In recent years, the issue of Chinese investment has become divisive enough to help shape the outcomes of elections in Malaysia, the Maldives and Sri Lanka, mostly through money tied to Beijing’s huge Belt and Road Initiative. Indonesia, which is preparing for general elections next month, has welcomed billions in Chinese money to fund critical infrastructure needs, and there are signs that Asia’s largest economy will play a major role in the vote there too.
Opposition candidate Prabowo Subianto has already called for reassessing Indonesia’s trade with China, declaring that President Joko Widodo, whose administration has prioritized infrastructure development, is getting cheated by China. He has pointed to the largest and most visible Chinese-led project in Indonesia, the $5.5-billion Jakarta-Bandung high-speed rail line, as an example of everything wrong with Chinese investment. The rail line was supposed to open this year and cut travel times significantly between two of Indonesia’s three largest cities. It hasn’t gone as planned, and is instead beset with delays and only about 10 percent finished.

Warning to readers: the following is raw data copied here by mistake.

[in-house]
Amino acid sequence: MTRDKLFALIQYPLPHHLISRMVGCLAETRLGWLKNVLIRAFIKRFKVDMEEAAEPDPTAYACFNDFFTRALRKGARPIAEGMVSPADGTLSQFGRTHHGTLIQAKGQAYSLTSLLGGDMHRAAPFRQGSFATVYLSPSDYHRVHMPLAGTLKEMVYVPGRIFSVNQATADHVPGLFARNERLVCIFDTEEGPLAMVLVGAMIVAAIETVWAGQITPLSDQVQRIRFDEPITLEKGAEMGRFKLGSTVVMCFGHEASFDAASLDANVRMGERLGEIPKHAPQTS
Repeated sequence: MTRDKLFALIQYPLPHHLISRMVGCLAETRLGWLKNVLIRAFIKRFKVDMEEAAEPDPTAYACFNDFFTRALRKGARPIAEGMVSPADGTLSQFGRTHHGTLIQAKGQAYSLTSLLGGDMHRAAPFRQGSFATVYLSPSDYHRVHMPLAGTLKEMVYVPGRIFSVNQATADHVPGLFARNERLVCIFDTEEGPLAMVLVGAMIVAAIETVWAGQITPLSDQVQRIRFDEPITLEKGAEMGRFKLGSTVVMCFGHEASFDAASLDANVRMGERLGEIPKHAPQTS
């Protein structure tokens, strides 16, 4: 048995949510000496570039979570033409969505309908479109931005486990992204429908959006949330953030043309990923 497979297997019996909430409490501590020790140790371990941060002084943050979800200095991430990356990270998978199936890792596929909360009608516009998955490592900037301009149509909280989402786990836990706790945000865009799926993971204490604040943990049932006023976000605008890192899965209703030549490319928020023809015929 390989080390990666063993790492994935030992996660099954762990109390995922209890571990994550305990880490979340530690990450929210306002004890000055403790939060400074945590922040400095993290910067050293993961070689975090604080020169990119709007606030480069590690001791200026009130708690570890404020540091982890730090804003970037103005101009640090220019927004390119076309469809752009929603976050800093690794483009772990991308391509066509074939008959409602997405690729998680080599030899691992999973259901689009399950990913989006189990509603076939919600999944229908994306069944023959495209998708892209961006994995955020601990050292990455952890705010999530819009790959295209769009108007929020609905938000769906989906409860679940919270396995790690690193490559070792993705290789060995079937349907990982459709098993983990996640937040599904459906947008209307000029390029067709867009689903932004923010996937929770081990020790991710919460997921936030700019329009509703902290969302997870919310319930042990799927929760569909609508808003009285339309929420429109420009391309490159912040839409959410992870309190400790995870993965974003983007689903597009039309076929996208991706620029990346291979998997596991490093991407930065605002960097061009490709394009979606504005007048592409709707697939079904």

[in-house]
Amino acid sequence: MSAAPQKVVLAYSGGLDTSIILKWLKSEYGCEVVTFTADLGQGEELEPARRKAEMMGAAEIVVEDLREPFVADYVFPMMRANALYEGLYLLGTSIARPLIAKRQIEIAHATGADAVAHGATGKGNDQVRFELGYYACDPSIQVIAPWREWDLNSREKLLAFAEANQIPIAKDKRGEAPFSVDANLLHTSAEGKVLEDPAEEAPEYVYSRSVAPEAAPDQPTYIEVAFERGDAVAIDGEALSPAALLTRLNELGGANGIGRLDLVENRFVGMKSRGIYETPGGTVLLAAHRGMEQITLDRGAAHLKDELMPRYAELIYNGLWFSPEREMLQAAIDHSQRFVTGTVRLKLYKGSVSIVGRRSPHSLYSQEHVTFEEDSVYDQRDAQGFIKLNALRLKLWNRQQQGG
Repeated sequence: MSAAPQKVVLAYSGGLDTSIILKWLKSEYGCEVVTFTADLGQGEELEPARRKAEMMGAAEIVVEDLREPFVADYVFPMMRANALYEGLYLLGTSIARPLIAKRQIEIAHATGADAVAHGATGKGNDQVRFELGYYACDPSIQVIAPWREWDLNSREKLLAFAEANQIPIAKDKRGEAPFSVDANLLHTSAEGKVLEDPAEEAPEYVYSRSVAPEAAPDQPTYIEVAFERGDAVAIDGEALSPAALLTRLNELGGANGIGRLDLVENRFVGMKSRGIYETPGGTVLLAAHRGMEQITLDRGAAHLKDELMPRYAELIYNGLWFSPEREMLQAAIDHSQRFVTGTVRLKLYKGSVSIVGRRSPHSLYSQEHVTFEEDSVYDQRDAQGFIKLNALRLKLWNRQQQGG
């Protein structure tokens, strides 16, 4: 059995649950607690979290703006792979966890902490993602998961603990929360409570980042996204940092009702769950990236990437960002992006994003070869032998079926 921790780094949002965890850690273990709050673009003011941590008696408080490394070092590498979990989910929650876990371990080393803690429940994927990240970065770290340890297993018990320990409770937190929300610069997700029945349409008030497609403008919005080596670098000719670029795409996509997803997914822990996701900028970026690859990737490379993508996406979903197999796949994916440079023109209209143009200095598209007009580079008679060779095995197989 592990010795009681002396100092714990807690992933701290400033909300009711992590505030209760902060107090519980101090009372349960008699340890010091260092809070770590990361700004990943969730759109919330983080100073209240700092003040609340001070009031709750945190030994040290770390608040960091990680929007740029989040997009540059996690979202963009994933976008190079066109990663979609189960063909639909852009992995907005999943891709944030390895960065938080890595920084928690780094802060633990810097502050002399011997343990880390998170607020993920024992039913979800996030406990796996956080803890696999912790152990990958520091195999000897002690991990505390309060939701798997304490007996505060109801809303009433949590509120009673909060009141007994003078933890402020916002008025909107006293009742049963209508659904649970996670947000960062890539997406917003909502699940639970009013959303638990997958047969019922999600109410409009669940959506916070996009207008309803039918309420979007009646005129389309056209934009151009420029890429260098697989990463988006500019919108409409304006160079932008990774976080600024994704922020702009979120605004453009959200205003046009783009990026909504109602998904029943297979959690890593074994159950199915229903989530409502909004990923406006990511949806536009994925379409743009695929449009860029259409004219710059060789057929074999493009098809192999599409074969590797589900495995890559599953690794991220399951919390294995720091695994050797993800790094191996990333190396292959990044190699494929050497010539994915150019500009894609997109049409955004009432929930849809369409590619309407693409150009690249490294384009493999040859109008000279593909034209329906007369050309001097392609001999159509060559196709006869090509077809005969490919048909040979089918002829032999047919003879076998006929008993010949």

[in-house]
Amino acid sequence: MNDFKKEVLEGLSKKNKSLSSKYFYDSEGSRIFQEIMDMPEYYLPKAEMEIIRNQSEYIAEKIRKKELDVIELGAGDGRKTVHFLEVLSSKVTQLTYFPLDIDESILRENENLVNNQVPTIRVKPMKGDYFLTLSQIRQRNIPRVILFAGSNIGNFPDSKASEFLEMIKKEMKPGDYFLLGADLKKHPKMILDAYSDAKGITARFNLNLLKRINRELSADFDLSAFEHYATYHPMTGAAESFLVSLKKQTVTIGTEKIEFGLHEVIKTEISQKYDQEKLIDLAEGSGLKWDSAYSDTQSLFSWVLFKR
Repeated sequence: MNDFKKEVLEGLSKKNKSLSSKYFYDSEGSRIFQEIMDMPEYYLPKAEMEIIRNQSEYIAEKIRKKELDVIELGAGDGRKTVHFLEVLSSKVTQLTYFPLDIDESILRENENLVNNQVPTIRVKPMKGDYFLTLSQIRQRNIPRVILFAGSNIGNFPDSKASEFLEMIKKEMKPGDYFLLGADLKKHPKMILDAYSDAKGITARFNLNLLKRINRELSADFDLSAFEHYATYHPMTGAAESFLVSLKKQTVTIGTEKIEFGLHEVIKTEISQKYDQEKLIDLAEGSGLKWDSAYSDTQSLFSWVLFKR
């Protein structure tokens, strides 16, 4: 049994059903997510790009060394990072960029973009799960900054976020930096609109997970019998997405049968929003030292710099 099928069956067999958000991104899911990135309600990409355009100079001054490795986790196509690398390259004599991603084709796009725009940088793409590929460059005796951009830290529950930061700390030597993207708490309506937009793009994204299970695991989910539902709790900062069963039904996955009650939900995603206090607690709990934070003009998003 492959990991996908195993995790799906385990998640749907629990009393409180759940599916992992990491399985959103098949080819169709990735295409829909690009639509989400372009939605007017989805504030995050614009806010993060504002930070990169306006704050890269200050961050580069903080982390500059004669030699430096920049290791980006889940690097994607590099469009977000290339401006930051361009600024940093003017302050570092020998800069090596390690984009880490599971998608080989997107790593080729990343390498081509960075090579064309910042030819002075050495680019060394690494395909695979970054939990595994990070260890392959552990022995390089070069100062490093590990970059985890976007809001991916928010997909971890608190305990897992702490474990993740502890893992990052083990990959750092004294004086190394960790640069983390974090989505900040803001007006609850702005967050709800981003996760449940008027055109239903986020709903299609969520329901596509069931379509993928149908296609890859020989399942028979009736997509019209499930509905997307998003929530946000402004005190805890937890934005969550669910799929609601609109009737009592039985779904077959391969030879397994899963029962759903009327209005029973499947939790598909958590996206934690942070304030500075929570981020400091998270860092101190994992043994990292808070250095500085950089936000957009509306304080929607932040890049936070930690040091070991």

“Prabowo wants infrastructure, but he wants it to be debt free,” says Evan Rees, an Asia analyst at Stratfor. “He sees infrastructure with China as sort of a raw deal.”